While standard pencil-and-paper test have continued to be useful for the monitoring of cognition, mood, and life space (LS) in the elderly they do have considerable limitations. Use of these pencil-and-paper tests requires that individuals come to the clinic for assessments, which results in significant clinical costs and practical limitations in the conducting of assessments in large numbers of individuals, and provides a time consuming and non-automated means of quantifying and recording changes in brain function. It is increasingly recognized that there is a need to develop valid and reliable computer based assessments to allow for the remote assessment of cognition, mood, and other parameters. Development of computerized based assessments will significantly increase the scale, scope, and speed with which cognition and mood can be measured in the elderly.
Helping Hands Technology LLC (HHT) has developed a number of web based assessments of cognition, mood, and LS. These new computerized assessments will be developed using new technology, and are based on the general principles found in existing pencil-and-paper based assessments of cognition, mood, and LS. In addition, HHT is developing proprietary means of reporting the results of the computerized assessments in an easy to use narrative format. This study will focus on quantifying the feasibility and validity of using HHT computerized assessments.
Full Title of Study: “Feasibility and Validity of A Novel Computer Based Battery For Analysis of Cognition, Mood, and Mobility-Independence in the Elderly”
- Study Type: Observational
- Study Design
- Time Perspective: Prospective
- Study Primary Completion Date: September 2014
See Brief Summary Section.
- Other: HHT-G
- Helping Hands Technology global cognitive function assessment
- Other: HHT-D
- Helping Hands Technology depression assessment
- Other: Geriatric Depression Scale (DGS)
- Geriatric Depression Scale (DGS)
- Other: MMSE
- Mini Mental State Exam
Arms, Groups and Cohorts
- All participants
- All participants, including control, mild cognitive impairment, and dementia.
Clinical Trial Outcome Measures
- Reliability and Validity of HHT’s Computerized Assessments as Assessed by Correlation Analysis.
- Time Frame: Visit completed over 16 day period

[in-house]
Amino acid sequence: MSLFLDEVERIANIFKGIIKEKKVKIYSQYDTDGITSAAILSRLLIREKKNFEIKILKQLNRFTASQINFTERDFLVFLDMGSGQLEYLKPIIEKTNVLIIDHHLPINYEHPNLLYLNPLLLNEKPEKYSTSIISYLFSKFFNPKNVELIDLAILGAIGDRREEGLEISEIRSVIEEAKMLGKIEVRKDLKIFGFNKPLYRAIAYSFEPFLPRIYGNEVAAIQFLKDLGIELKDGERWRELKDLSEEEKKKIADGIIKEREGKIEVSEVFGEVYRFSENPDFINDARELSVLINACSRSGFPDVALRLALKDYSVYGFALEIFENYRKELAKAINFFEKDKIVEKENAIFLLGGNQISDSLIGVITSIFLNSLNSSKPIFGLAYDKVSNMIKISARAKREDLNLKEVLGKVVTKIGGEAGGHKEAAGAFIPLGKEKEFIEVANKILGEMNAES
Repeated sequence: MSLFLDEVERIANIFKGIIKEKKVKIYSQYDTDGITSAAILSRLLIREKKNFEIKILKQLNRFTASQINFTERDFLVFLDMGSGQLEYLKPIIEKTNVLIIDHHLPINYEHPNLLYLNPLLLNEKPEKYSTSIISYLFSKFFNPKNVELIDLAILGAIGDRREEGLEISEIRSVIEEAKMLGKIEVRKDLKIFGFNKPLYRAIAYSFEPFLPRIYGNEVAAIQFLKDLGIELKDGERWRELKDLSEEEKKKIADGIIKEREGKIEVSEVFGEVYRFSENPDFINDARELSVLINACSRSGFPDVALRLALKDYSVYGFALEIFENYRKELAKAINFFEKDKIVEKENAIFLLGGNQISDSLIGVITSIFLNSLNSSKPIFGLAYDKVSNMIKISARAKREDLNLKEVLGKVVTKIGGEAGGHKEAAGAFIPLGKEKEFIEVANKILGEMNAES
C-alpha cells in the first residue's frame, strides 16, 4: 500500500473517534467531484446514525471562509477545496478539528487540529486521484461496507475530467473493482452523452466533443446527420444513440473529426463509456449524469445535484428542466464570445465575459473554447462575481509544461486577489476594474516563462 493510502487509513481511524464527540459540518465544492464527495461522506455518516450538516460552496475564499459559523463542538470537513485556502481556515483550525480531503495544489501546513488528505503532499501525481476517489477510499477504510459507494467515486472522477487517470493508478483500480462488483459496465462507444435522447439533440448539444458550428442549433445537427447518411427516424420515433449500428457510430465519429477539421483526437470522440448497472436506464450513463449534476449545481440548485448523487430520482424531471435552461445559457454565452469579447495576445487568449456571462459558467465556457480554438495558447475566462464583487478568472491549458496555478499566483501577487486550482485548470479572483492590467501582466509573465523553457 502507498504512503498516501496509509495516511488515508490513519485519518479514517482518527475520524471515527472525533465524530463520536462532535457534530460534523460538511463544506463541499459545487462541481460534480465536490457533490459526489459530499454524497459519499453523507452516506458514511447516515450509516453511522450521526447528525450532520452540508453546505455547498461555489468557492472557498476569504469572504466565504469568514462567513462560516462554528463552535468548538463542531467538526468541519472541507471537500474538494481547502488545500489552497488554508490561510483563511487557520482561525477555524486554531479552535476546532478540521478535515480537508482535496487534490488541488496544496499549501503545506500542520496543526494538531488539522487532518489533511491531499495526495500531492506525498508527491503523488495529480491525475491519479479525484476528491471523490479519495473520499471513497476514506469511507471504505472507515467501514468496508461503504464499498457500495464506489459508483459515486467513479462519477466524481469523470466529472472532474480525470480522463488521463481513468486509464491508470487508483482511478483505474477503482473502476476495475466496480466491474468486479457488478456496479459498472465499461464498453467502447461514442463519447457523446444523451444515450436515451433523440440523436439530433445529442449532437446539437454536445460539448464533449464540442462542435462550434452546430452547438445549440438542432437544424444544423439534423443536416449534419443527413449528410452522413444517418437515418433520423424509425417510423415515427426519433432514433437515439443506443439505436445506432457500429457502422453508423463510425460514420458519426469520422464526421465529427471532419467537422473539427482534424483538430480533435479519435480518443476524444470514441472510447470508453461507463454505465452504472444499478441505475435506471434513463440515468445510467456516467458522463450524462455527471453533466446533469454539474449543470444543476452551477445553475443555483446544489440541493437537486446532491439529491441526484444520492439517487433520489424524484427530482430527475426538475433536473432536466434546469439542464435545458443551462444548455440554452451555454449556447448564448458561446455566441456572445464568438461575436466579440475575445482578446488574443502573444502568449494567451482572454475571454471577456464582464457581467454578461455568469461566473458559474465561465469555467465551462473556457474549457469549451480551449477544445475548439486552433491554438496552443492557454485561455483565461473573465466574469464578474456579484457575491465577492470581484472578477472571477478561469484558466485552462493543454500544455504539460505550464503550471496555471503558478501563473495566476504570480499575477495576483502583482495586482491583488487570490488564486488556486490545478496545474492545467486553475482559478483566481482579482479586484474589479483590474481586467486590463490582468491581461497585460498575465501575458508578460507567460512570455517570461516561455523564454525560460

- Assess the reliability, validity and internal consistency of the HHT-D (Helping Hands Depression Test; min and max score is 0 and 30, respectively; higher scores reflect higher depression) and the HHT-G (Helping Hands global cognitive function screener; min and max scores are 0 and 30, respectively; higher scores reflect better cognition). In addition to assessing reliability, the HHT scales’ validity was examined by correlating scores on the HHT scales with existing and already validated pen-and-paper assessments, which included the Mini-Mental State Exam (MMSE; min and max scores are 0 and 30, higher scores reflect better cognitive functioning), and the Geriatric Depression Scale (GDS; min and max scores are 0 and 15, respectively; higher scores reflect higher depression).
Participating in This Clinical Trial
- Men and woman between the ages of 60-85, inclusive
- Cognitive function/impairment within appropriate ranges for the study (Mini-Mental State Exam scores of 10-30, inclusive)
- Unable to complete computerized and standard pencil-and-paper based assessments
Gender Eligibility: All
Minimum Age: 60 Years
Maximum Age: 85 Years
Are Healthy Volunteers Accepted: Accepts Healthy Volunteers
- Lead Sponsor
- Pennington Biomedical Research Center
- Provider of Information About this Clinical Study
- Principal Investigator: Corby K. Martin, Principal Investigator – Pennington Biomedical Research Center
- Overall Official(s)
- Corby K Martin, PhD, Principal Investigator, Pennington Biomedical Research Center
Brouillette RM, Foil H, Fontenot S, Correro A, Allen R, Martin CK, Bruce-Keller AJ, Keller JN. Feasibility, reliability, and validity of a smartphone based application for the assessment of cognitive function in the elderly. PLoS One. 2013 Jun 11;8(6):e65925. doi: 10.1371/journal.pone.0065925. Print 2013.
Maerlender A, Flashman L, Kessler A, Kumbhani S, Greenwald R, Tosteson T, McAllister T. Examination of the construct validity of ImPACT™ computerized test, traditional, and experimental neuropsychological measures. Clin Neuropsychol. 2010 Nov;24(8):1309-25. doi: 10.1080/13854046.2010.516072. Epub 2010 Oct 4.
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